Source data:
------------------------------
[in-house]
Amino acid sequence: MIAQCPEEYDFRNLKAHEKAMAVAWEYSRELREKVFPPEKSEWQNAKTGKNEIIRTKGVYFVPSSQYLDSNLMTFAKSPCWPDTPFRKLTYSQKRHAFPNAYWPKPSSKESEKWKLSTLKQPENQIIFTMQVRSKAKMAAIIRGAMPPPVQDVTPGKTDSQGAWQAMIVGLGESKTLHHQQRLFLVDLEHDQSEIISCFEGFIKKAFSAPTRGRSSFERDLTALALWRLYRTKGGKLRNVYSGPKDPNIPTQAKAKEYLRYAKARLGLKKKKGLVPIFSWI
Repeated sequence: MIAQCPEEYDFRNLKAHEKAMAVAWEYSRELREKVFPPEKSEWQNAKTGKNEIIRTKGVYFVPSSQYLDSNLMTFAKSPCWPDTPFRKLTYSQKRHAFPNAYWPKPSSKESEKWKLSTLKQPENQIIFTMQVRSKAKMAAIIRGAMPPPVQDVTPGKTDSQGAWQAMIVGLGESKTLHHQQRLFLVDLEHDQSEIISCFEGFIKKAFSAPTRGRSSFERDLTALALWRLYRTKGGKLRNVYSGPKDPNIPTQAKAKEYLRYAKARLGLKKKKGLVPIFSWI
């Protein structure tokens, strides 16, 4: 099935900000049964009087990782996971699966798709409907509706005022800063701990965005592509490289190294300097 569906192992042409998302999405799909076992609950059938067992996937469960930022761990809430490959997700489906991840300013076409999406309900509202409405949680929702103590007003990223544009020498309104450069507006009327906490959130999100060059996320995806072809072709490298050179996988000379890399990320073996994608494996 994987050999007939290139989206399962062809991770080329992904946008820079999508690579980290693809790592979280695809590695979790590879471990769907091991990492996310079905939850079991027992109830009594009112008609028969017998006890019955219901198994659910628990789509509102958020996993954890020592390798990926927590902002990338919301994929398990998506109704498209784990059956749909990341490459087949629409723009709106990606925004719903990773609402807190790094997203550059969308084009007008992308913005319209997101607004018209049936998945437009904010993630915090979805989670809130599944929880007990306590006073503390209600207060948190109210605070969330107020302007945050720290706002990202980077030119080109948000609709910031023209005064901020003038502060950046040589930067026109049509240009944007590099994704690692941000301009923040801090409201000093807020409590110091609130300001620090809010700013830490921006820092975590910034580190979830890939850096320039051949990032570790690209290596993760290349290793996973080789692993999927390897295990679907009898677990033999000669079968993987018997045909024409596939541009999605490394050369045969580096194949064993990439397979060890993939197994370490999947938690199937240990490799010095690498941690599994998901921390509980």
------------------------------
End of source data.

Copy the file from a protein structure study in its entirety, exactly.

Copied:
[in-house]
Amino acid sequence: MIAQCPEEYDFRNLKAHEKAMAVAWEYSRELREKVFPPEKSEWQNAKTGKNEIIRTKGVYFVPSSQYLDSNLMTFAKSPCWPDTPFRKLTYSQKRHAFPNAYWPKPSSKESEKWKLSTLKQPENQIIFTMQVRSKAKMAAIIRGAMPPPVQDVTPGKTDSQGAWQAMIVGLGESKTLHHQQRLFLVDLEHDQSEIISCFEGFIKKAFSAPTRGRSSFERDLTALALWRLYRTKGGKLRNVYSGPKDPNIPTQAKAKEYLRYAKARLGLKKKKGLVPIFSWI
Repeated sequence: MIAQCPEEYDFRNLKAHEKAMAVAWEYSRELREKVFPPEKSEWQNAKTGKNEIIRTKGVYFVPSSQYLDSNLMTFAKSPCWPDTPFRKLTYSQKRHAFPNAYWPKPSSKESEKWKLSTLKQPENQIIFTMQVRSKAKMAAIIRGAMPPPVQDVTPGKTDSQGAWQAMIVGLGESKTLHHQQRLFLVDLEHDQSEIISCFEGFIKKAFSAPTRGRSSFERDLTALALWRLYRTKGGKLRNVYSGPKDPNIPTQAKAKEYLRYAKARLGLKKKKGLVPIFSWI
């Protein structure tokens, strides 16, 4: 099935900000049964009087990782996971699966798709409907509706005022800063701990965005592509490289190294300097 569906192992042409998302999405799909076992609950059938067992996937469960930022761990809430490959997700489906991840300013076409999406309900509202409405949680929702103590007003990223544009020498309104450069507006009327906490959130999100060059996320995806072809072709490298050179996988000379890399990320073996994608494996 994987050999007939290139989206399962062809991770080329992904946008820079999508690579980290693809790592979280695809590695979790590879471990769907091991990492996310079905939850079991027992109830009594009112008609028969017998006890019955219901198994659910628990789509509102958020996993954890020592390798990926927590902002990338919301994929398990998506109704498209784990059956749909990341490459087949629409723009709106990606925004719903990773609402807190790094997203550059969308084009007008992308913005319209997101607004018209049936998945437009904010993630915090979805989670809130599944929880007990306590006073503390209600207060948190109210605070969330107020302007945050720290706002990202980077030119080109948000609709910031023209005064901020003038502060950046040589930067026109049509240009944007590099994704690692941000301009923040801090409201000093807020409590110091609130300001620090809010700013830490921006820092975590910034580190979830890939850096320039051949990032570790690209290596993760290349290793996973080789692993999927390897295990679907009898677990033999000669079968993987018997045909024409596939541009999605490394050369045969580096194949064993990439397979060890993939197994370490999947938690199937240990490799010095690498941690599994998901921390509980």